INFAMOUS hoaxer Wearside Jack is set to be released from prison within weeks.
Unemployed labourer John Humble, the man who derailed the hunt for Yorkshire Ripper Peter Sutcliffe, could be free as early as mid-October.
But the former Huddersfield detective who put him behind bars said Humble would never be able to forget he was partly to blame for three women being murdered.
Former detective Chris Gregg said Humble had paid for his crimes but would have to live with the burden of the murders for the rest of his life.
Preparations are now under way into how Humble, of Flodden Road, Ford Estate, Sunderland, will be managed and protected once he is back in the community.
Should his release be given the go-ahead, Humble will have spent only half his eight-year sentence behind bars.
The 54-year-old pleaded guilty to four counts of perverting the course of justice at Leeds Crown Court in March 2006 having been arrested at his home the previous October.
His infamous hoax letters and tape saw police, who in 1979 were leading the hunt for the real Ripper, decamp their investigation from Yorkshire to Sunderland.
Former Grange Moor detective George Oldfield and others were convinced the voice of the tape came from the Castletown area of the city and, while they focused their inquiries there, Peter Sutcliffe went on to kill three more women.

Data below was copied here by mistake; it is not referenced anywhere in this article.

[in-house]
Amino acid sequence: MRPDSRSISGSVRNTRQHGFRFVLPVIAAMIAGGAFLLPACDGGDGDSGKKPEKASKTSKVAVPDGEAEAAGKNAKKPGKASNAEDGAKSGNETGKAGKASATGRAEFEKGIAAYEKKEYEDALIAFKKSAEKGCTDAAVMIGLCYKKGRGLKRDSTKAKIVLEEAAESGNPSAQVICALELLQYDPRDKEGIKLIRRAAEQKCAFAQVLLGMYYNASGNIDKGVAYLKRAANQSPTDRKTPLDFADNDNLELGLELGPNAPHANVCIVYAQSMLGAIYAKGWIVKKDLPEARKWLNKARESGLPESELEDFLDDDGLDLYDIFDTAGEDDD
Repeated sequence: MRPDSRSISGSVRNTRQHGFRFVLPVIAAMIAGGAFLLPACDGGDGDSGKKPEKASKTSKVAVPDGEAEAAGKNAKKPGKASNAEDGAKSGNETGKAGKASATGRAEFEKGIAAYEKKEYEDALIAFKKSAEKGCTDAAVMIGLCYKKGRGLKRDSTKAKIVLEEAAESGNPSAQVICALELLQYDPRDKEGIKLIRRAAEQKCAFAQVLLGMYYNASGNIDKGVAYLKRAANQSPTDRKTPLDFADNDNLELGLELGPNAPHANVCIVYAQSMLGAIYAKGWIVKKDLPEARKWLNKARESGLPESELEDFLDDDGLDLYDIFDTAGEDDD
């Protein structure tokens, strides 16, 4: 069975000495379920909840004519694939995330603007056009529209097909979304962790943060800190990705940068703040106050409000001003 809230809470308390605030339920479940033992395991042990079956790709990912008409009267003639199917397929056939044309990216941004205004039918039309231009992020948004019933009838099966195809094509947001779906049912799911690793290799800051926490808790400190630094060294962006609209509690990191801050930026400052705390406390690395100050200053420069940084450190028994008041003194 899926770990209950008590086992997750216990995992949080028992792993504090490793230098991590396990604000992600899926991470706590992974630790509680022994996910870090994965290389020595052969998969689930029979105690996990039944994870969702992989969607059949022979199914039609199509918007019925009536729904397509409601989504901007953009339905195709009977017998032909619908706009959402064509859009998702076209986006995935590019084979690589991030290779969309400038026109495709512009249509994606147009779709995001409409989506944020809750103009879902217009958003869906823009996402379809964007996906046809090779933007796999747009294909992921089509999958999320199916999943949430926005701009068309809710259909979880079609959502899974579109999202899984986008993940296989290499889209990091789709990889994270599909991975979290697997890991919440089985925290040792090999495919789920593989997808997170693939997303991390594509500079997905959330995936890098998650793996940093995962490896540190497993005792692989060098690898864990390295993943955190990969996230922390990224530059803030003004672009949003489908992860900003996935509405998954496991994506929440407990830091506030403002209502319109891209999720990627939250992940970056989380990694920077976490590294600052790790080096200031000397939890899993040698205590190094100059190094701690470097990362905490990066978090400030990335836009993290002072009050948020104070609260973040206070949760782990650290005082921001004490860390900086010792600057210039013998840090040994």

Northumbria Probation Service would not comment directly on Humble’s case.
Dave Gardiner, area director of operations for the service, said: “When an offender is due to be released from prison on licence, preparations begin several months prior to the release date.
“The probation service works closely with the prison service to examine the rehabilitation work the offender has completed whilst in prison and how this can be continued in the community.”
He added: “If an offender has a high profile, then this has to be factored into the risk assessment and risk management plan, and the profile itself as well as the individual and their offending behaviour has to be managed in order to protect the public.
“This may involve preventing the offender from returning to their former home and additional monitoring.
Sutcliffe killed 13 women in his reign of terror, including Huddersfield teenager Helen Rytka, and tried to kill seven others, including Theresa Sykes, of Oakes.
Mr Gregg said: “It’s impossible to quantify the impact the Yorkshire Ripper had on people.
“John Humble chose to involve himself in the investigation by what was the most calculating and ultimately the most notorious hoax imaginable.
“Whilst he has finally paid for his crimes 25 years later, with an eight-year sentence, the fact that his actions contributed to the deaths of three women should never be forgotten.
“He has to live with that for the rest of his life.”